Use gender-neutral language

Mankind. Mother Nature. Congressmen. What do these terms have in common?

It’s probably clear that they’re gendered. No, these particular examples likely won’t offend all readers, but the generally accepted trend has been toward using more gender-neutral, inclusive language.

Of course, we should also make sure the meaning is clear. Is “honored attendant” better than “maid of honor”? That’s a tough call; I know I’d definitely need context. Is “first-year student,” as opposed to “freshman,” too forced? These are gray areas. But you’d probably agree that “flight attendant” is a better option than the outdated term “stewardess.”

Usually, rather than changing “man” or “woman” to “person” in an overt (and sometimes awkward) attempt to neutralize the term, it’s best to use another word entirely — for example, “police officer” instead of “policeperson.”

Here are some gendered terms to avoid, along with gender-neutral alternatives. Feel free to remind me of (or ask about) any I might have missed.

Gendered term: comedienne (female comedian)
Better alternative: comic

Gendered term: congressmen
Better alternative: representatives, members of Congress (although it’s Rep. before a name)

Gendered term: doorman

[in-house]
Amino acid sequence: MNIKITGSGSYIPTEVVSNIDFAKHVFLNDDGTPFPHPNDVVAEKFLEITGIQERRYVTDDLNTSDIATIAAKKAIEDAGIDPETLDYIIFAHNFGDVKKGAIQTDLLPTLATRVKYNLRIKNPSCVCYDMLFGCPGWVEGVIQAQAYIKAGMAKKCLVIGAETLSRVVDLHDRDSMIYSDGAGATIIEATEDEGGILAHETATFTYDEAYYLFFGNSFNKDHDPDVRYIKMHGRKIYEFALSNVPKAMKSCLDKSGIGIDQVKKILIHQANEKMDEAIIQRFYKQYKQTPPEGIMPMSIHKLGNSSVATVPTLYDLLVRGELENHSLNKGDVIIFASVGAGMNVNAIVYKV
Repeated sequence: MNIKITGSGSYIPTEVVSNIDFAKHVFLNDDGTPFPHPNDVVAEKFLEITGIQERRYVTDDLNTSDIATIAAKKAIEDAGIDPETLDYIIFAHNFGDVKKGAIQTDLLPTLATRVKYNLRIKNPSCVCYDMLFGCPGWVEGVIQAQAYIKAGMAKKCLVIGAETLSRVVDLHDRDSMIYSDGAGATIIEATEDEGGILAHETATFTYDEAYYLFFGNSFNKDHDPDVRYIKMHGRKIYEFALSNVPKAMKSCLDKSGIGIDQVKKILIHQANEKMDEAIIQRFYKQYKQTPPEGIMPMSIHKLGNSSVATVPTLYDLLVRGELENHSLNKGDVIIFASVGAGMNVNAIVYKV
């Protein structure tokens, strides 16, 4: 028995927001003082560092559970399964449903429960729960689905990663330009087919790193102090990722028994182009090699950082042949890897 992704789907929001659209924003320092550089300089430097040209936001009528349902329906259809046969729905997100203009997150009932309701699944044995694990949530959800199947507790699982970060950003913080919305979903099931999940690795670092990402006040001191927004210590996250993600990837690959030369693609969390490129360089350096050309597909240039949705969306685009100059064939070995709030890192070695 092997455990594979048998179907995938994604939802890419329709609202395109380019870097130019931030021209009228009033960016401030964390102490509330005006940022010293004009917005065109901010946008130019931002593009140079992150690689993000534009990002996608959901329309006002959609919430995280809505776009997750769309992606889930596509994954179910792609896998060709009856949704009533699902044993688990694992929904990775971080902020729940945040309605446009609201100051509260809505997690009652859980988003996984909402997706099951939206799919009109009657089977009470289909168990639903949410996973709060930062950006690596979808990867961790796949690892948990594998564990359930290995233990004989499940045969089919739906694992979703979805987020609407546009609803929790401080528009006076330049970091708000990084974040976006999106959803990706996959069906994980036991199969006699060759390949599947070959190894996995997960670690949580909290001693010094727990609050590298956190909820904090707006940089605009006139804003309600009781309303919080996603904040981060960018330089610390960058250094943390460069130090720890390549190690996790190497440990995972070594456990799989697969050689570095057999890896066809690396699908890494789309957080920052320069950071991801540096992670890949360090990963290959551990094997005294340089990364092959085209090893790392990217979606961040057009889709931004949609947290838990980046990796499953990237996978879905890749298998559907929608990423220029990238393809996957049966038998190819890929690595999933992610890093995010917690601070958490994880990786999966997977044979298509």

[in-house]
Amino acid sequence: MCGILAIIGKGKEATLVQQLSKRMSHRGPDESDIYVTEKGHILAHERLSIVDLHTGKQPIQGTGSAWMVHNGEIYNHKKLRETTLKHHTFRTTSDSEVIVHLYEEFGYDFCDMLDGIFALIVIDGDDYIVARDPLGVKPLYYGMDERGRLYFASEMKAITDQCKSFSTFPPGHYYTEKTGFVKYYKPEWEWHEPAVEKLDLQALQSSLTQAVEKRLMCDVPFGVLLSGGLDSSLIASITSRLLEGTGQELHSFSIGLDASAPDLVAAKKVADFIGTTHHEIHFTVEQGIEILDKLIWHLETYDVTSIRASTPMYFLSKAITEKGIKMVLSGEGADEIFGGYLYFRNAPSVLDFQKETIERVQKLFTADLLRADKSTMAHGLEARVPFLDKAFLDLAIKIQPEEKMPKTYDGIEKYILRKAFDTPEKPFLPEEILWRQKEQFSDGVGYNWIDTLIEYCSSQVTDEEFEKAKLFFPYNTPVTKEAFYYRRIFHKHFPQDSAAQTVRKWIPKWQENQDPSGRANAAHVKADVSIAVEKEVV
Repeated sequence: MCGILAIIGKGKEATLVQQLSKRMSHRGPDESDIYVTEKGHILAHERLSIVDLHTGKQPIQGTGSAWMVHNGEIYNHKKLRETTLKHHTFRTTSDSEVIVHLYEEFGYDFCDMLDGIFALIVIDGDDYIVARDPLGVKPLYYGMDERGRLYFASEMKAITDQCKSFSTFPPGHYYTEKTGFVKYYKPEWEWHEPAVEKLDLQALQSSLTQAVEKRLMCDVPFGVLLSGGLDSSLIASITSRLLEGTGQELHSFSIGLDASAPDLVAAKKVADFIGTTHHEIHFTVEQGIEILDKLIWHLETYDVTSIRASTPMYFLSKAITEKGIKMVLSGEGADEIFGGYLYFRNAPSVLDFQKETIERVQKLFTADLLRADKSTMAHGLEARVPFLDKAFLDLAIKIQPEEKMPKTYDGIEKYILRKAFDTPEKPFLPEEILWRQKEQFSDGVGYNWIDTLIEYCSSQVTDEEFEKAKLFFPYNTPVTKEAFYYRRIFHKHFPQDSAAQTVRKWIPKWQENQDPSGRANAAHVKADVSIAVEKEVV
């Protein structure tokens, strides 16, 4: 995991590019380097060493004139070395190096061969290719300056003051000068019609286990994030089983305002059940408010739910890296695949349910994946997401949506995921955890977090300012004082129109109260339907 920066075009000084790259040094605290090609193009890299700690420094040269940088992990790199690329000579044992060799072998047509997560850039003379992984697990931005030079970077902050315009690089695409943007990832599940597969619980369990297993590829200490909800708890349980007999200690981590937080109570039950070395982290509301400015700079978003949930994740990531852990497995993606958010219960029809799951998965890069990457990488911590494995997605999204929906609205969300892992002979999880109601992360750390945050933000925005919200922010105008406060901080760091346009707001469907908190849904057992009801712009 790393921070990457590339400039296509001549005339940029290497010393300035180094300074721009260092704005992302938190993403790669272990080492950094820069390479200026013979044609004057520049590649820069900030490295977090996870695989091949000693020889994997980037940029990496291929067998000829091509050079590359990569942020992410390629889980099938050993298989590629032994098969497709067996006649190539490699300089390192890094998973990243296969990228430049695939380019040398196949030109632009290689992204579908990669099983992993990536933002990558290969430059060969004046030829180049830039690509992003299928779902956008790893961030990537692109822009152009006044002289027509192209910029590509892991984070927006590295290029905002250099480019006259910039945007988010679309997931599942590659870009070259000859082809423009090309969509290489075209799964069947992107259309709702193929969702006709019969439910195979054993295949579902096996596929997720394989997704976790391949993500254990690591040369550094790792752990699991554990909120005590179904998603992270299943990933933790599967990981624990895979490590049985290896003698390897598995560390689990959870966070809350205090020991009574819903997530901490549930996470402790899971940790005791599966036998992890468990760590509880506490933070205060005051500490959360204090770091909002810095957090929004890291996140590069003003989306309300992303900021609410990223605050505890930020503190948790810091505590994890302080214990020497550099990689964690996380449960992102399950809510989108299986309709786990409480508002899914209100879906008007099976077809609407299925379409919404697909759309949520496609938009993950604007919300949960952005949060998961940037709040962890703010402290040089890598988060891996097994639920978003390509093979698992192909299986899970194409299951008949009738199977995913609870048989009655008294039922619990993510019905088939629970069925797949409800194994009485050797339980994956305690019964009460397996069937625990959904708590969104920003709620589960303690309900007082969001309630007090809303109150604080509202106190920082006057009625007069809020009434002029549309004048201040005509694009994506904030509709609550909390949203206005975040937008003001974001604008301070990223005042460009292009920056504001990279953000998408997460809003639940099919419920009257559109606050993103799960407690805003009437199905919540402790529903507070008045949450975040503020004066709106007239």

Better alternative: security guard

Gendered term: female/lady boss, female doctor (or any other profession historically held by men)
Better alternative: Write the title on its own, without a gender

Gendered term: fireman
Better alternative: firefighter

Gendered term: mailman
Better alternative: mail carrier

Gendered term: male nurse (or any other profession historically held by women)
Better alternative: Write the title on its own, without a gender

Gendered term: man-hours
Better alternatives: work hours

Gendered term: mankind
Better alternative: humanity, people, humans, humankind

Gendered term: manned
Better alternatives: crewed (as in crewed missions), piloted, occupied, operated

Gendered term: man-made
Better alternative: human-made

Gendered term: manpower
Better alternative: capabilities, staff, workers, workforce

Gendered term: manslaughter
Better alternative: This is a legal term referring to a specific type of homicide; there is no gender-neutral equivalent. Blame the lawyers!

Gendered term: Mother Nature
Better alternative: nature

Gendered term: policeman
Better alternative: police officer

But what about AP style … and the singular “they”?

The Associated Press editors are notoriously slow to make changes to the AP Stylebook. (After all, they didn’t switch from “Web site” to “website” until 2010.) It’s no surprise, then, that AP still favors some gender-specific terms, such as chairman/chairwoman and spokesman/spokeswoman. However, there’s some indication that they may be reconsidering this usage.

I know you’re dying for me to address gendered pronouns (he/she) and the use of the singular “they.” That’s for another week (but I promise to get to it). 🙂

 

 

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